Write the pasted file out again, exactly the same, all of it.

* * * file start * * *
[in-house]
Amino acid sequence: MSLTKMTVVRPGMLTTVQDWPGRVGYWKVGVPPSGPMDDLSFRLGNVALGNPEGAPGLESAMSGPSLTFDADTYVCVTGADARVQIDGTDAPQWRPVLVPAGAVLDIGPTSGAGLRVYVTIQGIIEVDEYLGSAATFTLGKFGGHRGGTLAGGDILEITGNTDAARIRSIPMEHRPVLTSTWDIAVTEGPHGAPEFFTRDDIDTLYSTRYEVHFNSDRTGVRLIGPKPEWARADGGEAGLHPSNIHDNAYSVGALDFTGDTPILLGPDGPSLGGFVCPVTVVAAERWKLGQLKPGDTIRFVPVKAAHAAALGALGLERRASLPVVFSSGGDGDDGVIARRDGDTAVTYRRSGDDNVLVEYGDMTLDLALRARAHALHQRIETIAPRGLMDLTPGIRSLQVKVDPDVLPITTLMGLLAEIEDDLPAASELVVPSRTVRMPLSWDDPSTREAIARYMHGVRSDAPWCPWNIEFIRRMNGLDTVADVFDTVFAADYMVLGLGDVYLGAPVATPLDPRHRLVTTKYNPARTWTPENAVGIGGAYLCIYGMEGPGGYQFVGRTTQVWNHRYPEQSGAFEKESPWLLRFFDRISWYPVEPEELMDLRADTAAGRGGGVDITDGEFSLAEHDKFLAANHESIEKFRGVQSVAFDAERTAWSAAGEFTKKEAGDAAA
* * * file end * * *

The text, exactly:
[in-house]
Amino acid sequence: MSLTKMTVVRPGMLTTVQDWPGRVGYWKVGVPPSGPMDDLSFRLGNVALGNPEGAPGLESAMSGPSLTFDADTYVCVTGADARVQIDGTDAPQWRPVLVPAGAVLDIGPTSGAGLRVYVTIQGIIEVDEYLGSAATFTLGKFGGHRGGTLAGGDILEITGNTDAARIRSIPMEHRPVLTSTWDIAVTEGPHGAPEFFTRDDIDTLYSTRYEVHFNSDRTGVRLIGPKPEWARADGGEAGLHPSNIHDNAYSVGALDFTGDTPILLGPDGPSLGGFVCPVTVVAAERWKLGQLKPGDTIRFVPVKAAHAAALGALGLERRASLPVVFSSGGDGDDGVIARRDGDTAVTYRRSGDDNVLVEYGDMTLDLALRARAHALHQRIETIAPRGLMDLTPGIRSLQVKVDPDVLPITTLMGLLAEIEDDLPAASELVVPSRTVRMPLSWDDPSTREAIARYMHGVRSDAPWCPWNIEFIRRMNGLDTVADVFDTVFAADYMVLGLGDVYLGAPVATPLDPRHRLVTTKYNPARTWTPENAVGIGGAYLCIYGMEGPGGYQFVGRTTQVWNHRYPEQSGAFEKESPWLLRFFDRISWYPVEPEELMDLRADTAAGRGGGVDITDGEFSLAEHDKFLAANHESIEKFRGVQSVAFDAERTAWSAAGEFTKKEAGDAAA